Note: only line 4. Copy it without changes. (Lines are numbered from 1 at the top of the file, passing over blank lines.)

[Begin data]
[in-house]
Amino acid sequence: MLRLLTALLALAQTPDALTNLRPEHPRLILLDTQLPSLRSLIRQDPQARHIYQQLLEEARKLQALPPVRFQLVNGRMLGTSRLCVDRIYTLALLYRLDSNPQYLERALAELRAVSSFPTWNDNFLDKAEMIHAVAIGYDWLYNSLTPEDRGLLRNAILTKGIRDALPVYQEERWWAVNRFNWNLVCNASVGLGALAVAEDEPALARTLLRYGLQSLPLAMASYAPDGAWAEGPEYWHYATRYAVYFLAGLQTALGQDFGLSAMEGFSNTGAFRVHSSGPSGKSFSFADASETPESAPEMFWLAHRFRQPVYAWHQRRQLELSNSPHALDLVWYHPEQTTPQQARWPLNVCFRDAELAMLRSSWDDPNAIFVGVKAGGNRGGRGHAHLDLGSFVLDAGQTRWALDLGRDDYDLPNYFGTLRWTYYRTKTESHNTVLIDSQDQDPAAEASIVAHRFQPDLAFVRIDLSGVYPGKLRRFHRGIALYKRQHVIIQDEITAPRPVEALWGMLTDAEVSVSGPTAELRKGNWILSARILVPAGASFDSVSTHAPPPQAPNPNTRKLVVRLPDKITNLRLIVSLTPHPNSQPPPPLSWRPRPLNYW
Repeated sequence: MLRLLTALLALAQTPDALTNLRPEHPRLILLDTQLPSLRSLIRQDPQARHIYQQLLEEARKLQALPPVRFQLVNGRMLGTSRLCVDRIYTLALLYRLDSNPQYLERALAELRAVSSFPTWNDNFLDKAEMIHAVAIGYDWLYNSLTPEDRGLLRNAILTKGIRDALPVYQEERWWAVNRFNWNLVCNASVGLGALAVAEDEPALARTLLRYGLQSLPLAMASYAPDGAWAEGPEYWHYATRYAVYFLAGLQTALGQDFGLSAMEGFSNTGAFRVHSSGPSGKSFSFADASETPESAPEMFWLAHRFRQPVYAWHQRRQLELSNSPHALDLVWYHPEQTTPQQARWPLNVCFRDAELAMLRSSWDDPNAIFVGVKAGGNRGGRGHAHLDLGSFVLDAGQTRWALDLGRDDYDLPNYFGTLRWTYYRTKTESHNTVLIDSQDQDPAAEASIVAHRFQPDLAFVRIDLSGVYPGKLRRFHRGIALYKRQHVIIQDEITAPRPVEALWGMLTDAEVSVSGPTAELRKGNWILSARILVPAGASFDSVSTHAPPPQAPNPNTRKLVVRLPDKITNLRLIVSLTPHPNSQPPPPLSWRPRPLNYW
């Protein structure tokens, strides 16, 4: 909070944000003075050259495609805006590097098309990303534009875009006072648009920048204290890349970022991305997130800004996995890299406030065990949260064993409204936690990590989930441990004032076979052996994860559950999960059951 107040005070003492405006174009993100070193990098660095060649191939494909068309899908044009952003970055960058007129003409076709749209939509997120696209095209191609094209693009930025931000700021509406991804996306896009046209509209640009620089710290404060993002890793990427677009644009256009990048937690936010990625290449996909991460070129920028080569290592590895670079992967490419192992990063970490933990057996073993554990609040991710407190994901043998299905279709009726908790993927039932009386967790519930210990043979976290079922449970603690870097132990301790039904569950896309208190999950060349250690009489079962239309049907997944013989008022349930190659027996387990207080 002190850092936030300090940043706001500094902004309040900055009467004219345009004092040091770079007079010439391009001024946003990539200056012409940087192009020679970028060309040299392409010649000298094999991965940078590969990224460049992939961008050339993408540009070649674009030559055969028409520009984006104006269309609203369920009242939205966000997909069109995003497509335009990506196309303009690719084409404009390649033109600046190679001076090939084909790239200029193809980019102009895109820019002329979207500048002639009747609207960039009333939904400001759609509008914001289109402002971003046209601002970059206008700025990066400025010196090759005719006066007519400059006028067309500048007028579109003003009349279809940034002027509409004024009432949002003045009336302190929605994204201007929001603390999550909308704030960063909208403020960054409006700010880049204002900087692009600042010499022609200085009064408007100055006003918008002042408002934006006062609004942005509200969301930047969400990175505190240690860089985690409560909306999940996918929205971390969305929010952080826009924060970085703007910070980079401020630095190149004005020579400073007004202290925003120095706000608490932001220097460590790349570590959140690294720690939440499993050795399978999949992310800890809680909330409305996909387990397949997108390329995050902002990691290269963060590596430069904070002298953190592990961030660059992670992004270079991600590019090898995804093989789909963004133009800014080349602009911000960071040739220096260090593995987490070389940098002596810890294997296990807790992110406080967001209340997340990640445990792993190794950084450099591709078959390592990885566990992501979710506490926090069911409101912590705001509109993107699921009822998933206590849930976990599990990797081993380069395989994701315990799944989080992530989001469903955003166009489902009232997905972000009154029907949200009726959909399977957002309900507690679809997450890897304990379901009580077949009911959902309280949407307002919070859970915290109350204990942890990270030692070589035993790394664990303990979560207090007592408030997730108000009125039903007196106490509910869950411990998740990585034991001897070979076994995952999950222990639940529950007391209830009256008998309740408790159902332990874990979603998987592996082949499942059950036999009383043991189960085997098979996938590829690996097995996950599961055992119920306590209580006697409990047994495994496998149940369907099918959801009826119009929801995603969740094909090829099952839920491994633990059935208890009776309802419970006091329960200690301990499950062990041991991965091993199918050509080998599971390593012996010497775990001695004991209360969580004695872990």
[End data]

């Protein structure tokens, strides 16, 4: 909070944000003075050259495609805006590097098309990303534009875009006072648009920048204290890349970022991305997130800004996995890299406030065990949260064993409204936690990590989930441990004032076979052996994860559950999960059951 107040005070003492405006174009993100070193990098660095060649191939494909068309899908044009952003970055960058007129003409076709749209939509997120696209095209191609094209693009930025931000700021509406991804996306896009046209509209640009620089710290404060993002890793990427677009644009256009990048937690936010990625290449996909991460070129920028080569290592590895670079992967490419192992990063970490933990057996073993554990609040991710407190994901043998299905279709009726908790993927039932009386967790519930210990043979976290079922449970603690870097132990301790039904569950896309208190999950060349250690009489079962239309049907997944013989008022349930190659027996387990207080 002190850092936030300090940043706001500094902004309040900055009467004219345009004092040091770079007079010439391009001024946003990539200056012409940087192009020679970028060309040299392409010649000298094999991965940078590969990224460049992939961008050339993408540009070649674009030559055969028409520009984006104006269309609203369920009242939205966000997909069109995003497509335009990506196309303009690719084409404009390649033109600046190679001076090939084909790239200029193809980019102009895109820019002329979207500048002639009747609207960039009333939904400001759609509008914001289109402002971003046209601002970059206008700025990066400025010196090759005719006066007519400059006028067309500048007028579109003003009349279809940034002027509409004024009432949002003045009336302190929605994204201007929001603390999550909308704030960063909208403020960054409006700010880049204002900087692009600042010499022609200085009064408007100055006003918008002042408002934006006062609004942005509200969301930047969400990175505190240690860089985690409560909306999940996918929205971390969305929010952080826009924060970085703007910070980079401020630095190149004005020579400073007004202290925003120095706000608490932001220097460590790349570590959140690294720690939440499993050795399978999949992310800890809680909330409305996909387990397949997108390329995050902002990691290269963060590596430069904070002298953190592990961030660059992670992004270079991600590019090898995804093989789909963004133009800014080349602009911000960071040739220096260090593995987490070389940098002596810890294997296990807790992110406080967001209340997340990640445990792993190794950084450099591709078959390592990885566990992501979710506490926090069911409101912590705001509109993107699921009822998933206590849930976990599990990797081993380069395989994701315990799944989080992530989001469903955003166009489902009232997905972000009154029907949200009726959909399977957002309900507690679809997450890897304990379901009580077949009911959902309280949407307002919070859970915290109350204990942890990270030692070589035993790394664990303990979560207090007592408030997730108000009125039903007196106490509910869950411990998740990585034991001897070979076994995952999950222990639940529950007391209830009256008998309740408790159902332990874990979603998987592996082949499942059950036999009383043991189960085997098979996938590829690996097995996950599961055992119920306590209580006697409990047994495994496998149940369907099918959801009826119009929801995603969740094909090829099952839920491994633990059935208890009776309802419970006091329960200690301990499950062990041991991965091993199918050509080998599971390593012996010497775990001695004991209360969580004695872990």